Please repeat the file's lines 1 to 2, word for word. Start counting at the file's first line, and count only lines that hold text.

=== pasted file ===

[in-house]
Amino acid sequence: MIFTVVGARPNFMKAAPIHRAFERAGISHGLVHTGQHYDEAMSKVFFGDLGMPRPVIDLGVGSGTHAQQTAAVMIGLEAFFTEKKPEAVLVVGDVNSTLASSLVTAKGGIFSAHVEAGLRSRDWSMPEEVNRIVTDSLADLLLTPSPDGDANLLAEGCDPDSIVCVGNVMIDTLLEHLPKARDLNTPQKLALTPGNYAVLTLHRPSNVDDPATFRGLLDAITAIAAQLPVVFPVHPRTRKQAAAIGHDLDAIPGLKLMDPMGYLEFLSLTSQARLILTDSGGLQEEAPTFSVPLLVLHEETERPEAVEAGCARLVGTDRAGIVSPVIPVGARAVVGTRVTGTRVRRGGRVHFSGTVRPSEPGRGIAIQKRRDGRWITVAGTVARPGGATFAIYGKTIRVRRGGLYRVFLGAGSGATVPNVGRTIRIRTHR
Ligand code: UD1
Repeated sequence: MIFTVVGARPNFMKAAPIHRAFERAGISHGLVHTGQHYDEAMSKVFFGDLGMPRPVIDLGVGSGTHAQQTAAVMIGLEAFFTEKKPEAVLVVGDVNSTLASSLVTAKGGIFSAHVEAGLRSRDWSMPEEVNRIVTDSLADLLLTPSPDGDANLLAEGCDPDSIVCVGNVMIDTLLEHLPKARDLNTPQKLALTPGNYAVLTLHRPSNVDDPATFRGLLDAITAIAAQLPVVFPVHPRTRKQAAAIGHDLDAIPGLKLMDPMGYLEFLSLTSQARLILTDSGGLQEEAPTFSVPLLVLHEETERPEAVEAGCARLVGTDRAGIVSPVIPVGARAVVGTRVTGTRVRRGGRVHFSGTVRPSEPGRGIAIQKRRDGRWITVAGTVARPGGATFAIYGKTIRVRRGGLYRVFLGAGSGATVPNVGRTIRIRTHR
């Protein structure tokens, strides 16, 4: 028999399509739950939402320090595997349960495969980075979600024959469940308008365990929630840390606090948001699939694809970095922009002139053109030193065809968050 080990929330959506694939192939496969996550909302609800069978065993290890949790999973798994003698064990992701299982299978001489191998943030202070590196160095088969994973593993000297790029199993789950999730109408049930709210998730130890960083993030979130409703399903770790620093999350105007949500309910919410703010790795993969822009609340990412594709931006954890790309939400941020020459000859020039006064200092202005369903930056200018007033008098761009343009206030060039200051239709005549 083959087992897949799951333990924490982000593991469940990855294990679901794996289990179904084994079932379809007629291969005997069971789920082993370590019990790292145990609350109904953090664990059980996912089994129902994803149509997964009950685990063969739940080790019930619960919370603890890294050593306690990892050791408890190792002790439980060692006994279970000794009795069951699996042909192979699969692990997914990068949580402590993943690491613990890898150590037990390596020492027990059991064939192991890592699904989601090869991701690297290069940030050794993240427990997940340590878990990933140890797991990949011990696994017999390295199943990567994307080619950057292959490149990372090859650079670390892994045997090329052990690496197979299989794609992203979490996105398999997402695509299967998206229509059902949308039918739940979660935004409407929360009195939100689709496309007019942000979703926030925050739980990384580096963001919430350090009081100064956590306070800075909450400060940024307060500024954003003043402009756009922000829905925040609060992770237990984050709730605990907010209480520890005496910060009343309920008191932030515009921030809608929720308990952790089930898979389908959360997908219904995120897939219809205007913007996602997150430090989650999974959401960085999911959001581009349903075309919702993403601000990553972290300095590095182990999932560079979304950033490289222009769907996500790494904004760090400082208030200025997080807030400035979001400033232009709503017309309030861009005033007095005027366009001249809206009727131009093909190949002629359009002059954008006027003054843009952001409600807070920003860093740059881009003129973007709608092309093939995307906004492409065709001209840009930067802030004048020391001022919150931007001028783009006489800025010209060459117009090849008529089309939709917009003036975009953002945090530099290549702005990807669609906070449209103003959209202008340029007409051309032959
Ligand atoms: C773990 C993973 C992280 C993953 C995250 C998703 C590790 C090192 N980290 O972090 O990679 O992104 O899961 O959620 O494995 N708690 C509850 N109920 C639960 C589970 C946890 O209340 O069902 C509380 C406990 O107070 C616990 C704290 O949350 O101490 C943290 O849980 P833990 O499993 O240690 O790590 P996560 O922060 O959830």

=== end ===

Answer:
[in-house]
Amino acid sequence: MIFTVVGARPNFMKAAPIHRAFERAGISHGLVHTGQHYDEAMSKVFFGDLGMPRPVIDLGVGSGTHAQQTAAVMIGLEAFFTEKKPEAVLVVGDVNSTLASSLVTAKGGIFSAHVEAGLRSRDWSMPEEVNRIVTDSLADLLLTPSPDGDANLLAEGCDPDSIVCVGNVMIDTLLEHLPKARDLNTPQKLALTPGNYAVLTLHRPSNVDDPATFRGLLDAITAIAAQLPVVFPVHPRTRKQAAAIGHDLDAIPGLKLMDPMGYLEFLSLTSQARLILTDSGGLQEEAPTFSVPLLVLHEETERPEAVEAGCARLVGTDRAGIVSPVIPVGARAVVGTRVTGTRVRRGGRVHFSGTVRPSEPGRGIAIQKRRDGRWITVAGTVARPGGATFAIYGKTIRVRRGGLYRVFLGAGSGATVPNVGRTIRIRTHR